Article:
A key American hurdle that experts feared could frustrate Ottawa's $4.5-billion offer to purchase the Kinder Morgan Trans Mountain oil pipeline has been surpassed.  

A U.S. national security review by the Committee on Foreign Investments in the United States, or CFIUS, has given the green light for Canada to buy the pipeline from Kinder Morgan. 

The review of the pipeline, set to be expanded to triple the flow of bitumen between Edmonton and Burnaby, was necessary because a section of the existing pipeline system, called the Puget Sound pipeline, also pumps oil from Abbottsford, B.C. to Washington state refineries.

Some, such as Green Party leader Elizabeth May, believed President Trump might use the security review as an excuse to expand a Canada-U.S. trade war to Canadian energy exports. But Kinder Morgan Canada confirmed late Friday that the U.S. review was passed, along with a recent ruling by the National Energy Board that the expansion project can begin construction on most sections between Alberta and B.C.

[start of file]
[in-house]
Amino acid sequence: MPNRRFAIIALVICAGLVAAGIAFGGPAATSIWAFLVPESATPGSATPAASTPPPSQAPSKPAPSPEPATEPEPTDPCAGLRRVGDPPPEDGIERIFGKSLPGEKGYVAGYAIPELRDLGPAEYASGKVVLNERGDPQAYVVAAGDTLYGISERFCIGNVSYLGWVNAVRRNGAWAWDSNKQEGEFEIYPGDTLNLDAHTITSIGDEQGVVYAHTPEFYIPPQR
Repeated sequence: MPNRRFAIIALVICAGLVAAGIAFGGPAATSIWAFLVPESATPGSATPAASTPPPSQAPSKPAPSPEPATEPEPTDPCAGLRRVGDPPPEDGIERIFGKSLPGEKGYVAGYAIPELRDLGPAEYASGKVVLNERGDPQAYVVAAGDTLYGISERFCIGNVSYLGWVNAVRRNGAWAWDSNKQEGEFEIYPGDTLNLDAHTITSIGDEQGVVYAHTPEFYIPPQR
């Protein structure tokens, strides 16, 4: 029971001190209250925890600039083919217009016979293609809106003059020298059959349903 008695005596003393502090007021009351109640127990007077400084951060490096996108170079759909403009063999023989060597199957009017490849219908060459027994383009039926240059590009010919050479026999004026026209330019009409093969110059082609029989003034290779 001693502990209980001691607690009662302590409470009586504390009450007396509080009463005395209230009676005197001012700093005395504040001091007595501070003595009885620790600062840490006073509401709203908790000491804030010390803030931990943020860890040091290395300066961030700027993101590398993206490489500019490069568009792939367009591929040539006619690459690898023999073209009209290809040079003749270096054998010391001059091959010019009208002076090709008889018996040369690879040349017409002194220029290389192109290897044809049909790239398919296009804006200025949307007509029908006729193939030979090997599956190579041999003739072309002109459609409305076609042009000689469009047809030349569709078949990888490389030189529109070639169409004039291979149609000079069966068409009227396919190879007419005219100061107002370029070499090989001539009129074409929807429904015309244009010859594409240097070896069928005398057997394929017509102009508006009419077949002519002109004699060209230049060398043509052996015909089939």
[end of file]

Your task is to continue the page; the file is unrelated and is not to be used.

"We have received the required regulatory approvals necessary to close the sale of the Trans Mountain Pipeline system and the Trans Mountain Expansion Project (TMEP) to the Government of Canada," wrote Kinder Morgan spokesperson Ali Hounsell.

The pipeline expansion now faces two further hurdles.  First, KML shareholders will meet on August 30 to vote on Canada's offer to buy the existing Trans Mountain pipeline. Secondly, the expansion project faces a number of lawsuits from opponents, including First Nations, the City of Burnaby and the province of British Columbia.

The U.S. approval comes just a day after the RCMP enforced a court order on Thursday to remove the shelters from the "Camp Cloud" protest camp just outside the Kinder Morgan oil tank farm in Burnaby.  Eleven people were also removed from the camp during the arrests.